The Flash: The Secret of Barry Allen review

Well, no one is going to accuse Geoff Johns of decompressed storytelling with The Flash: The Secret of Barry Allen. One minute Wally is fighting Abra Kadabra, the next minute he's running alongside Jay Garrick. Blink and he's up on the Watchtower, racing Superman, teaming up with Nightwing, talking to Green Arrow, visiting his Aunt Iris, talking to Green Arrow again ... and that's without the way the stories whip and weave through Identity Crisis. Frankly, so much happens in this trade, it's sometimes hard to get a handle on it all, but with appearances by nearly every character in the DCU, you're bound to find something to enjoy while you're reading it.

The Secret of Barry Allen picks up immediately after the end of The Flash: Ignition, and it is essentially — speed-stealing villains, tampered breaks, and mindwipes aside — about Wally coming to terms with the absence of his wife, Linda. His ultimate decision makes sense — and works, in the rubric of Geoff Johns' grand redefining of Wally West as "the blue collar hero" — though the decision's resonance suffers due to the crossover-heavy nature of the trade. Wally chooses to stay with Linda, to continue their relationship, because to leave her for safety's sake would be to let the villains win. Which makes sense, except that the "villain" in question was Jean Loring, and her whole intention was for the heroes to grow closer to their loved ones. It doesn't quite make sense. Additionally, we only "hear" about heroes distancing themselves from their families through Wally's dialogue; it isn't brought home to us, and it doesn't seem real. It's hard to admire Wally for being different when "different" isn't shown.

And such is the works/doesn't work relationship that this trade has with Identity Crisis. The trade fills in some gaps in the miniseries — the aftermath of the JLA/Deathstroke fight, played out on the Watchtower — and while these gaps didn't necessarily scream out for filling, Johns makes the most of them, offering a nice Kyle Rayner moment in the above instance. And a scene of Elongated Man, Zatanna and others in the Watchtower prior to Identity Crisis does a good job of "placing" these characters before the miniseries. At the same time, it sometimes felt like The Flash was rewriting Identity Crisis unnecessarily. It's hard to take seriously Green Arrow's claim in Identity Crisis that the JLA never mind-wiped a villain after Dr. Light, when The Flash shows they never did it again — except once! And Wally exits the trade with a conversation with Batman that, while interesting, seems better to have appeared in a Batman or Robin comic book — again, The Flash taking a vaunted but somewhat awkward role as Identity Crisis's spokesperson.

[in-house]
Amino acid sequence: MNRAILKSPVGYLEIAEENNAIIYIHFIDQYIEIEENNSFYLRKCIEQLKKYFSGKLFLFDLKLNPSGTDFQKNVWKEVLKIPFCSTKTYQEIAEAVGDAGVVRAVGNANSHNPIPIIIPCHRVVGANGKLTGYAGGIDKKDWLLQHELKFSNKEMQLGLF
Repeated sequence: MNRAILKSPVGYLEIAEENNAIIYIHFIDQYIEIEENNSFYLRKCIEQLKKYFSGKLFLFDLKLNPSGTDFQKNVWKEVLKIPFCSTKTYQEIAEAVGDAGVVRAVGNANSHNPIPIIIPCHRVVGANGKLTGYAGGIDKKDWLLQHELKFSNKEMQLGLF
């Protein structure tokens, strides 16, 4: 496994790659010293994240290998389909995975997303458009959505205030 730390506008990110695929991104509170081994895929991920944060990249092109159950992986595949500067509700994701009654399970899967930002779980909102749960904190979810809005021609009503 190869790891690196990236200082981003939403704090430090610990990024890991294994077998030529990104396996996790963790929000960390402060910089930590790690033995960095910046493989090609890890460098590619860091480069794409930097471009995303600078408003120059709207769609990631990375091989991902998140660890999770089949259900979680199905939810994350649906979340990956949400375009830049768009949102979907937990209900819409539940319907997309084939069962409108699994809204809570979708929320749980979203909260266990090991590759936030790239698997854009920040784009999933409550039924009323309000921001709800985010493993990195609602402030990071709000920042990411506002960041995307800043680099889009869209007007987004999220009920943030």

Finally, Geoff Johns again shows his strengths with the trade's supporting characters. His somewhat wishy-washy Linda Park has always been a sore spot for me, but I continue to love his use of the Reverse Linda, Ashley Zolomon, toward pure metaphoric bliss. Zolomon's "stand by your man" promise to Zoom plays well off Wally's marital troubles, and I loved the interaction between Wally and Ashley Zolomon — up through and including the unexpected mid-trade twist. The small glimpses of Mirror Master's drug problem also works to humanize the Rogues.

The Flash: The Secret of Barry Allen is a perfect bridge betweem the Identity and Infinite Crisis, with a Villains United cameo in the end. The trade also crystalizes Geoff Johns' vision for the Flash — he's the hero that saves your life, and changes your car's oil while he's at it. It's fresh, it's interesting, and it's a shame that Johns is leaving the series — I hope the next writer keeps this approach.

Now on to the JSA Identity Crisis crossover, JSA: Lost, and then maybe Green Lantern: Rebirth. Happy belated Thanksgiving, all!


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